Pare; master of surgery, 1564; surgeon-in-ordinary
to Charles IX., Henri III., and Henri IV. ; died,
October 15, 1613.

M. Cointeret : Jean Cointeret, born at Paris; one
of the surgeons of Le Chatelet ; died, May 13, 1592.

M. Hubert : Richard Hubert ; surgeon to Charles
IX.; died, September 7, 1581. He attended the
Comte de Mansfeld (see the Journey to Moncontoiir).
He was with Par6, when he broke his leg in 1561.

7. The Journey to Bayonne. i 564-1 565.

Between the battle of Dreux and the journey to
Havre, Par6 rearranged his surgical writings, and
added many new chapters to them, thus making up
the Ten Books of Surgery, which finished printing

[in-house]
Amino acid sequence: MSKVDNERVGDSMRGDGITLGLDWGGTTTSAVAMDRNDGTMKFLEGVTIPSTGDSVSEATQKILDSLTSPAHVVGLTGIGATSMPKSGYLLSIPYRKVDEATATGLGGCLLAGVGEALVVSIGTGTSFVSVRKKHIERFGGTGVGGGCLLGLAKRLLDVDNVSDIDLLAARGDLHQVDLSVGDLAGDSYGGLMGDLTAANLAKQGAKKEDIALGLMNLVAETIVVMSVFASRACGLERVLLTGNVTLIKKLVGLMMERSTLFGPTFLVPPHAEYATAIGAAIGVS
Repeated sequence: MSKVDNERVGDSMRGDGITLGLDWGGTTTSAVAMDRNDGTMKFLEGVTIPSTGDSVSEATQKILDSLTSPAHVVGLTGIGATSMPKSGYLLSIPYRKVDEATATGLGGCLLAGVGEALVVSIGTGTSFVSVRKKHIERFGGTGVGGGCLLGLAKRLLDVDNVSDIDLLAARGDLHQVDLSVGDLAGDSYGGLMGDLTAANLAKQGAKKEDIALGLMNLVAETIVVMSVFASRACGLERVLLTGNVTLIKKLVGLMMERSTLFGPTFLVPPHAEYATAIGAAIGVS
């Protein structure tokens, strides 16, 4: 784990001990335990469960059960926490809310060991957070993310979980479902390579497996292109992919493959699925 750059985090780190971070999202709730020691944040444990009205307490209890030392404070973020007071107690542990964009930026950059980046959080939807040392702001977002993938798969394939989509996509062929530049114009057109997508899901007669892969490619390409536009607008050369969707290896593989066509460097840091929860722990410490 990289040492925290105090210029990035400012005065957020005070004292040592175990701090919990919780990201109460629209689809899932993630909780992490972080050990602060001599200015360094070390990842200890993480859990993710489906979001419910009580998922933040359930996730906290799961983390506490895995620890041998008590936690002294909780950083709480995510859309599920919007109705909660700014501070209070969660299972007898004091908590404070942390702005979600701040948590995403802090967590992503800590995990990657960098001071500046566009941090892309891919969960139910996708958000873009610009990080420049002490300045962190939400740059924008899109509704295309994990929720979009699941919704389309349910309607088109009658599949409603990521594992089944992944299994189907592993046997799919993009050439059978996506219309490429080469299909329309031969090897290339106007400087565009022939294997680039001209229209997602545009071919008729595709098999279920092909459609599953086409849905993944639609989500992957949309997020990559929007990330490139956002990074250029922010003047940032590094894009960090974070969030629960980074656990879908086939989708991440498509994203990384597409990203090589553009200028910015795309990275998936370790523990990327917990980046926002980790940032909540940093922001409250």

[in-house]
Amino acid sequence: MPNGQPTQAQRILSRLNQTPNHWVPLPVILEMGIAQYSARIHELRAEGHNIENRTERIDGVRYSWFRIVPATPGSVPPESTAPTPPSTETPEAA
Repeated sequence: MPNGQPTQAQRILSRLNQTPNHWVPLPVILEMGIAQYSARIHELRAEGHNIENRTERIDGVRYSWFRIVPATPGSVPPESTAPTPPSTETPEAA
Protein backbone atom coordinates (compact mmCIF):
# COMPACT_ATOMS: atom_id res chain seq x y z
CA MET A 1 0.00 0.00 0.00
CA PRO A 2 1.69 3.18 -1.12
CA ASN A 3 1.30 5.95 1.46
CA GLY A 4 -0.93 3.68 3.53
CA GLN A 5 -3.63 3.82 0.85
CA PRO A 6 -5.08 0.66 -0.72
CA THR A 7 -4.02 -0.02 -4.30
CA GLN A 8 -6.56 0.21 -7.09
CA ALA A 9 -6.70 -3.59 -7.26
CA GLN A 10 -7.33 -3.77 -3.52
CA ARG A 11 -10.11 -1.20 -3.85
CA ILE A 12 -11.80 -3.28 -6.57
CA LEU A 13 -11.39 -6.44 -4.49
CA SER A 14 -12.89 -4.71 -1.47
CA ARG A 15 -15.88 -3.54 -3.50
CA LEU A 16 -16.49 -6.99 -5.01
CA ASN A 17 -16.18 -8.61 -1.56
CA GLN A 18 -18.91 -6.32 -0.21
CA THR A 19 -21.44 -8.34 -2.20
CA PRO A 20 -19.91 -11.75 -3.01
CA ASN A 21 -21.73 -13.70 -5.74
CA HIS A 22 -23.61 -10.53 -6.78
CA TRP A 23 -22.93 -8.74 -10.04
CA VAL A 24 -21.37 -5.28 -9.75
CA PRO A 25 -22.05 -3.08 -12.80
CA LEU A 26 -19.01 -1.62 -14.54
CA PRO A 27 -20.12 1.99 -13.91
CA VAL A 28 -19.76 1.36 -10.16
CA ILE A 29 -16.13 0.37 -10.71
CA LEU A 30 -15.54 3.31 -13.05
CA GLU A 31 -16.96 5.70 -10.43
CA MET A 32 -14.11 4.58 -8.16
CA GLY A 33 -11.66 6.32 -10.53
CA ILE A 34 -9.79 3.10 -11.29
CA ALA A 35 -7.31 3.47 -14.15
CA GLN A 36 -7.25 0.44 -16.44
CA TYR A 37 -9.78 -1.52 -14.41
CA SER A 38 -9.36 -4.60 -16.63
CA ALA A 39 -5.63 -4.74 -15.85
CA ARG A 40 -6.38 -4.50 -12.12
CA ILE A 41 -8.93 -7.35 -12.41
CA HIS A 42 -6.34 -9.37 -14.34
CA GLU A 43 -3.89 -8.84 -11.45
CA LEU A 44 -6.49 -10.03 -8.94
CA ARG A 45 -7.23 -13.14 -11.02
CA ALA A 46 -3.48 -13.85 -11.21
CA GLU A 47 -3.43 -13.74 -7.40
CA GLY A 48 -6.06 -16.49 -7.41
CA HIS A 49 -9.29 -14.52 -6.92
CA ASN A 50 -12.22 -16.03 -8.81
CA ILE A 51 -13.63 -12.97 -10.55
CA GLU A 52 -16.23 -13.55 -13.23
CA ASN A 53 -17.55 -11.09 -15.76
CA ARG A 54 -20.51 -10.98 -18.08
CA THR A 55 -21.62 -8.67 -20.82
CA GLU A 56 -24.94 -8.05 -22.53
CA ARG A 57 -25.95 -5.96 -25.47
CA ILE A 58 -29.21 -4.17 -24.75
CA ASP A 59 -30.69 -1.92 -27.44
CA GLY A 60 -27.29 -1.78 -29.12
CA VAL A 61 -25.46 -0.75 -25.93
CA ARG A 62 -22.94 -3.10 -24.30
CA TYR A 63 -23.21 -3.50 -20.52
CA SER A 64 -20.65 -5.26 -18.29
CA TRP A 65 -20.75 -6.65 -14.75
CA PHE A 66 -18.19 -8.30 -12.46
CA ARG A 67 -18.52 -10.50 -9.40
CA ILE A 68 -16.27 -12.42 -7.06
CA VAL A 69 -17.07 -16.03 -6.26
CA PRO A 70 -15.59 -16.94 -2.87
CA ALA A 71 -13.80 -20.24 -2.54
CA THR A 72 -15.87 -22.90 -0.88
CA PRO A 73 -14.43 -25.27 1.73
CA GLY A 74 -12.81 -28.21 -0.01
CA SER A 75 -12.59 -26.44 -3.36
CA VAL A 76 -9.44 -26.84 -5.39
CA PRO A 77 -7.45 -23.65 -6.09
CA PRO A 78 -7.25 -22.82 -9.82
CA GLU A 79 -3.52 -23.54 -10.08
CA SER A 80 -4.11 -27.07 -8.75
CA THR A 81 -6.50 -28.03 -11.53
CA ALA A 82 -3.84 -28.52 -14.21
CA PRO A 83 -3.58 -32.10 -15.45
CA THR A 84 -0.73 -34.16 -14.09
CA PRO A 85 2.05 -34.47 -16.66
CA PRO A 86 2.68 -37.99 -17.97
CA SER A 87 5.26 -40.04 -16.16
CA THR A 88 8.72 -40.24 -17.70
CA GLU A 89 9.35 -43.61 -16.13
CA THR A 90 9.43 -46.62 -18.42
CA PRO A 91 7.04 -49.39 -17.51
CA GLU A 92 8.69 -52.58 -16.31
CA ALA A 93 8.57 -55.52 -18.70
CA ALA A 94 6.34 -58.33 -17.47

on February 3, 1563. Next year, began that strange
Royal progress of the Queen-mother and the young



148 Ambroise Pare



King through the provinces; a long political cam-
paign against the Huguenots, with enforcement of
restrictions and prohibitions against them in the
great towns of France ; a two years' tour, with this
reason given for it, that Charles IX. must get to
know his people ; but its real object was to weaken
the cause of the Huguenots throughout the king-
dom, and the climax of it was the conference at
Bayonne with Alva, whose suggestions were fulfilled
seven years later by the massacre of Saint Bartholo-
mew's Day.

The Court left Fontainebleau on March 13, 1564,
and went by way of Troyes, Bar-le-Duc, Dijon,
Lyon, and Avignon, to Montpellier, where they
passed the winter. In the spring of 1565, came the
conference at Bayonne. In the summer the Court